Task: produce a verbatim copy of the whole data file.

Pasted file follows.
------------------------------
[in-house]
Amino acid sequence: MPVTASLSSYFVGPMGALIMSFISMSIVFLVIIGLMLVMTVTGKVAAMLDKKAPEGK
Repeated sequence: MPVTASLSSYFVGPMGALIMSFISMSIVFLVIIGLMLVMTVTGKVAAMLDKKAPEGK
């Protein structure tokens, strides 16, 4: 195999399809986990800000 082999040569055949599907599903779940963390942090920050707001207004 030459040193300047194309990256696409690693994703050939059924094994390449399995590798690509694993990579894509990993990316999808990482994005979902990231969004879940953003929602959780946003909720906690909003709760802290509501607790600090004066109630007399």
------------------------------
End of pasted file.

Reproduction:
[in-house]
Amino acid sequence: MPVTASLSSYFVGPMGALIMSFISMSIVFLVIIGLMLVMTVTGKVAAMLDKKAPEGK
Repeated sequence: MPVTASLSSYFVGPMGALIMSFISMSIVFLVIIGLMLVMTVTGKVAAMLDKKAPEGK
């Protein structure tokens, strides 16, 4: 195999399809986990800000 082999040569055949599907599903779940963390942090920050707001207004 030459040193300047194309990256696409690693994703050939059924094994390449399995590798690509694993990579894509990993990316999808990482994005979902990231969004879940953003929602959780946003909720906690909003709760802290509501607790600090004066109630007399």